Since the financial crisis of 2008, the stock market's surges have coincided with rounds of QE, and the market has faltered whenever the expansion came to a temporary halt. The sharp sell-off in August 2015 occurred when investors thought the first rate hike was imminent (it had been scheduled for September 2015). That particular hike was postponed, but after it went into effect in December, we soon saw the market tank to the 2014 levels.

As we would expect in times of Fed tightening, the official monetary base has fallen sharply in recent months, but this doesn't mean the Fed is selling off assets (as it would in a textbook tightening cycle).
 
Indeed, the Fed's assets have been constant since the end of the so-called taper in late 2014.
 
This is unusual, since the monetary base and the Fed's total assets typically move in tandem.

Yet, since late 2014, there have been three major drops in the monetary base that occurred while the Fed was dutifully rolling over its holdings of mortgage-backed securities and Treasuries, keeping its total assets at a steady level.
 
The explanation is that the Fed has been testing out new techniques to temporarily suck reserves out of the banking system, while not reducing its total asset holdings.
 
Meanwhile, in December, it bumped up the interest rate that it pays to commercial banks for keeping their reserves parked at the Fed. I like to describe this policy as the Fed paying banks to not make loans to their customers.
 
What Does It All Mean?
 
So why is the Fed trying to tighten the money supply without selling off assets as it has done in the past? It boils down to this: In order to bail out the commercial and investment banks - at least the ones who were in good standing with DC officials - as well as greasing the wheels for the federal government to run trillion-dollar deficits, the Federal Reserve, in late 2008, began buying trillions of dollars worth of Treasury debt and mortgage-backed securities (MBS). This flooded the banking system with trillions of dollars of reserves, and went hand in hand with a collapse of short-term interest rates to basically zero percent.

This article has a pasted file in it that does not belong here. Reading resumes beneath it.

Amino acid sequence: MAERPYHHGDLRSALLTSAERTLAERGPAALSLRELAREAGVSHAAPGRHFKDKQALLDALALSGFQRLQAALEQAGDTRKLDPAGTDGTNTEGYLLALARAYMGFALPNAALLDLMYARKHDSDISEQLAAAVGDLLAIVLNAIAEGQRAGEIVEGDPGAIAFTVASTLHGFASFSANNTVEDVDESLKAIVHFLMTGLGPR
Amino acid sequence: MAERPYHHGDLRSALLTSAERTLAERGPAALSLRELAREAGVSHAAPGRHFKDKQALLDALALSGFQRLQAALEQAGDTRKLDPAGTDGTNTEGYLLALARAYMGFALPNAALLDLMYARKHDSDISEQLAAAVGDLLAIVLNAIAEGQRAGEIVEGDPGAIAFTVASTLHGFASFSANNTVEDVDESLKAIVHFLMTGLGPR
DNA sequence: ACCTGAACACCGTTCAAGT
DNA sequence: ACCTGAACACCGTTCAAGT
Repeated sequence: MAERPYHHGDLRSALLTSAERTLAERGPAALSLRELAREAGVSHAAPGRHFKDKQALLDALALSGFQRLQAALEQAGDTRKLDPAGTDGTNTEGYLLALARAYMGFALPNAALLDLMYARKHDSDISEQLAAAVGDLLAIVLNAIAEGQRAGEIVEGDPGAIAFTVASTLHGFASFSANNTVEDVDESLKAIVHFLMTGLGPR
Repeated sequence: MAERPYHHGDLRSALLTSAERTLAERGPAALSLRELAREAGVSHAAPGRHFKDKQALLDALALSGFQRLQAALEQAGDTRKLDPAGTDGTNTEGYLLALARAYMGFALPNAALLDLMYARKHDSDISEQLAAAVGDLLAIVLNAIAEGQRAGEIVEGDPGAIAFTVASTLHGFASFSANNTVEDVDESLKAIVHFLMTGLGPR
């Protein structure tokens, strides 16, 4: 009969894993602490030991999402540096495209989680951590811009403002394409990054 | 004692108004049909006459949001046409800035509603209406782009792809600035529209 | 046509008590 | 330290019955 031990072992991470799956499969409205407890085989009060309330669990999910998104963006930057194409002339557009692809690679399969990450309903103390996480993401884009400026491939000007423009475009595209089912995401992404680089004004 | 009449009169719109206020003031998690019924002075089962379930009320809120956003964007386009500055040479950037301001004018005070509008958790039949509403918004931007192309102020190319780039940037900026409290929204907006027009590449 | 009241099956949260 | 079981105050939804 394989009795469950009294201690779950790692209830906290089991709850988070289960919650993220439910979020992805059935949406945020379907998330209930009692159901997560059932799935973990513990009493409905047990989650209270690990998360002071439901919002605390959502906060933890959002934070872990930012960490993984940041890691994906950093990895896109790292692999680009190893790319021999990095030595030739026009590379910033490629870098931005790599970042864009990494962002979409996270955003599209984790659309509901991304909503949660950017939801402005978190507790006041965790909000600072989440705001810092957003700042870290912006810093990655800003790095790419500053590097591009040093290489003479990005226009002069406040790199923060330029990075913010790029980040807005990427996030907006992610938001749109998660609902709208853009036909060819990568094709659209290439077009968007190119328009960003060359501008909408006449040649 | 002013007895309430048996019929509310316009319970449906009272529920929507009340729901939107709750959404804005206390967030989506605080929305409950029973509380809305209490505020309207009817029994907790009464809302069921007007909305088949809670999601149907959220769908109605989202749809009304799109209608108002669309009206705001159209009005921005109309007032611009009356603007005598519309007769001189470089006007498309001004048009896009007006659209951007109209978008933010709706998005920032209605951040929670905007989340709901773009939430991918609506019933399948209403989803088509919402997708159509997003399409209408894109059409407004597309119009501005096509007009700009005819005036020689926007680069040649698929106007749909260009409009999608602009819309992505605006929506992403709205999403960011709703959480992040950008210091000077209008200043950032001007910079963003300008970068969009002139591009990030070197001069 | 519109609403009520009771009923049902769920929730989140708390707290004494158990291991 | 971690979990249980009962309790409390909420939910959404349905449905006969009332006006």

Now, the Fed wants to begin raising rates (albeit modestly), but it doesn't want to sell off its Treasury or MBS holdings for fear that this would cause a spike in Uncle Sam's borrowing costs and/or crash the housing sector. So, it has increased the amount it is paying commercial banks to keep their reserves with the Fed (rather than lending them out to customers), and - for those institutions that are not legally eligible for such a policy - the Fed is effectively paying to borrow the reserves itself. By adjusting the interest rate it pays on such transactions, the Fed can move the floor on all interest rates up. No institution would lend to a private sector party at less than it can get from the Fed, since it can create dollars at will and is thus the safest place to park or lend reserves.

We thus have the worst of both worlds. We still get the economic effects of "tighter monetary policy," because the price of credit is rising as it would in a normal Fed tightening. Yet, we don't get the benefit of a smaller Fed footprint and a return of assets to the private sector.
 
Instead, the US taxpayer is ultimately paying subsidies to lending institutions to induce them to charge more for loans, while the big banks and Treasury still benefit from the effective bailout they've been getting for years.
 
It Can't Last
 
Will the Fed be able to keep the game going? In a word, "No." We've already seen that even the tiniest of interest rate hikes has gone hand in hand with a huge drop in the markets.
 
Furthermore, the Fed's subsidies to the banks are now on the order of $11 billion annually, but if they want to raise the Fed Funds rate to, say, 2 percent, then the annual payment would swell to more than $40 billion. That is "real money" - in the sense that the Fed's excess earnings would otherwise be remitted to the Treasury. Therefore, for a given level of federal spending and tax receipts, increased payments to the bankers implies an increased federal budget deficit.
 
Janet Yellen and her colleagues are stuck with a giant asset bubble that her predecessor inflated. If they begin another round of asset purchases, they might postpone the crash, but only by making the subsequent reckoning that much more painful.
 
You don't make the country richer by printing money out of thin air, especially when you then give it to the government and Wall Street. The Fed's magic trick of raising interest rates without selling assets can't evade that basic reality.